By: Caroline Phipps
The following blog post is guest-written by Caroline Phipps, Health Counselor. To read more of her ideas for healthy living, check out her website, www.carolinephipps.com.
In a recent session with Joan, I proudly remarked that my fingers had become thinner. A whole ring size actually! This happened miraculously after I had added a number of anti-inflammatory foods to my diet.
During my training at The Institute For Integrative Nutrition in New York I had been fortunate enough to study with doctors Mark Hyman, Barry Sears and Andrew Weil. They all had the same message - one of the most important things you can do to be healthy is to get rid of inflammation.
Among other things imflammation has been linked to heart disease. I made this shift because my Father died of his second heart attack at 68 and I have high levels of “bad” cholesterol and didn’t want to take drugs to lower it.
We are all familiar with inflammation. Bruise yourself and the signs are evident. It hurts until the swelling disappears. It is the body’s clever way of protecting the injury to allow the healing to take place. Here’s Merriam-Webster’s definition: “A local response to cellular injury that is marked by capillary dilatation, leukocytic infiltration, redness, heat, and pain and that serves as a mechanism initiating the elimination of noxious agents and of damaged tissue.”
What does inflammation have to do with health?Besides the local inflammation that appears at the site of an injury, “silent” inflammation, often invisible, can occur in less obvious places. Many of the chronic conditions that plague our post-modern lives such as allergies, Alzheimer’s, asthma, obesity, cancer, heart disease, multiple sclerosis and migraine have inflammation at the root. This list also includes any condition ending in “itis” such as bronchitis, arthritis and so on. Coincidently I used to show signs of arthritis in my joints and in my hands and feet in particular. Now there’s no trace.
What has caused this silent epidemic?During the last thirty years we have been eating less “whole” and more processed food. In particular increasing our intake of white (or refined) carbohydrates and omega 6 fats (e.g. vegetable oil such as corn and sunflower) while simultaneously decreasing the number of omega 3’s (e.g. fish oil/ flax seed). This confluence of events has created a nutritional firestorm that can affect every organ in our bodies.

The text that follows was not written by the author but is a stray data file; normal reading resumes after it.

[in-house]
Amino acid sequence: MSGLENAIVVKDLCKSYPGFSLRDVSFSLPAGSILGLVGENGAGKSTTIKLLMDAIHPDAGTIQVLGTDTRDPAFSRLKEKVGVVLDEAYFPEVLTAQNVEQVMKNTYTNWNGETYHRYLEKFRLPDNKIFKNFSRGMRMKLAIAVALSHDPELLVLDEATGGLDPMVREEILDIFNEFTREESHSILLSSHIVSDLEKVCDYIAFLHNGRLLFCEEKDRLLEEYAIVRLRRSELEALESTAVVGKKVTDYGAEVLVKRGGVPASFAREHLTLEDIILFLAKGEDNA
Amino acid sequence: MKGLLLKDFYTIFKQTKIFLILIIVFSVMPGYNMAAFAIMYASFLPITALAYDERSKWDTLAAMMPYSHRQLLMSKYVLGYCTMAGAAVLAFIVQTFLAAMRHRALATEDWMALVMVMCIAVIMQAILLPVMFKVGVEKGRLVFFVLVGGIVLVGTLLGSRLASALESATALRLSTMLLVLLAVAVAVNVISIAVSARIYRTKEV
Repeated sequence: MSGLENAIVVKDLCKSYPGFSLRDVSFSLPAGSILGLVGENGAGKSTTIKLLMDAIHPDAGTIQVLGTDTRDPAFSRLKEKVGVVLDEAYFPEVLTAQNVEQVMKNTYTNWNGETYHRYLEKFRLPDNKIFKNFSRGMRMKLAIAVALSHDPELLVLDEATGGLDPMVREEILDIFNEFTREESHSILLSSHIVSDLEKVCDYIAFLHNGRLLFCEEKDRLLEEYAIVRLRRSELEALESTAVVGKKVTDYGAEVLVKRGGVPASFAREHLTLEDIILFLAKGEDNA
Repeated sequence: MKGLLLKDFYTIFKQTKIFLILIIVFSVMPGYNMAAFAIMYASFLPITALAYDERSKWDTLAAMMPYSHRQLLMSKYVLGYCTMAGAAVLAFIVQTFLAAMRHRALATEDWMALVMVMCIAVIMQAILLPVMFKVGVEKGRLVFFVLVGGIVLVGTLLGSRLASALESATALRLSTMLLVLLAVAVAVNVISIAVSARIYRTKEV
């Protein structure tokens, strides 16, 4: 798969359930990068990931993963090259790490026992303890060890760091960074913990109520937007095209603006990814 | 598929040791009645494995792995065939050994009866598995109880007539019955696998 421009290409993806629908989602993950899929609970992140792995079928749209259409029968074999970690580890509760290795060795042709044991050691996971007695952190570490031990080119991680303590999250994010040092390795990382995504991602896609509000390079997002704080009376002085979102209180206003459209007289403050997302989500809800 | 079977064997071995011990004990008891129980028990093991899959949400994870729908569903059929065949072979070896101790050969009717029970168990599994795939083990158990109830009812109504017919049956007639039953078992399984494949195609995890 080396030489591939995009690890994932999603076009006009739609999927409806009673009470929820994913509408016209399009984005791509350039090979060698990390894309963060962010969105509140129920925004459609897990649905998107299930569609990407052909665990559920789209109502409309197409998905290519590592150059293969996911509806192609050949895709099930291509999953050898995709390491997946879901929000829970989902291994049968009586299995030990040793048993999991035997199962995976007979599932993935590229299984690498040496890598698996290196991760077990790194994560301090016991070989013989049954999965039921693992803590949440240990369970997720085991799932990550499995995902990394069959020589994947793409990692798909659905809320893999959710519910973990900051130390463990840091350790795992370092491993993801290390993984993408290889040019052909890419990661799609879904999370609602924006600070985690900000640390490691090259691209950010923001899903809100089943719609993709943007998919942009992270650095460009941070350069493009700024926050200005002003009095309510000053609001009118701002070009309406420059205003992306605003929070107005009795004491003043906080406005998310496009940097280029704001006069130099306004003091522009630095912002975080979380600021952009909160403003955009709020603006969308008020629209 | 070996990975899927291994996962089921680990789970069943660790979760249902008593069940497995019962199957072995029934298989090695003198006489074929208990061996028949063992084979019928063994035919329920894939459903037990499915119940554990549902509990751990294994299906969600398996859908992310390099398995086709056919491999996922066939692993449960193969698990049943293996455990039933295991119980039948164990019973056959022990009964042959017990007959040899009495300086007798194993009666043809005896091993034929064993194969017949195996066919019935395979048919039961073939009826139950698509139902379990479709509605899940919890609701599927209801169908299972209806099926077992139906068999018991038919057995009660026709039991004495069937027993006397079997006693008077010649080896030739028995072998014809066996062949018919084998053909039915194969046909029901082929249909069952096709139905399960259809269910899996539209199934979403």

Our efficient immune systems regard these highly processed substances – not as food but as something alien that the body needs protection from. It then goes on the offensive to eradicate the enemy and inflammation is the result. Unless we change the way we eat, the inflammation takes up residence creating permanent damage and chronic un-wellness.
Changing your diet can begin to reverse this process in a matter of days.
What should we eat? Here are some ideas:
1. Colorful fruits and vegetables
3. Whole grains (but watch out for gluten sensitivity in wheat/oats/rye/barley/spelt/kamut)4. Omega 3 fatty acids (wild fish/flax seed)
5. Oils – Olive/Flax Seed/Walnut/Sesame/Expeller-pressed Sunflower
6. Lean animal protein (includes wild game)
7. Nuts (not peanuts) and seeds (walnuts and almonds particularly good)
8. Organic eggs from chickens living outside and free to roam
12. Evening Primrose
13. Black current seed oil
Additional comments from Elaine:
I really like the idea that changing what we eat can change our health, this is 100% true. Unfortunately there are so many people out there who don't realize this, and so many health professionals who first recommend a prescription before mentioning diet change, if they ever mention it at all.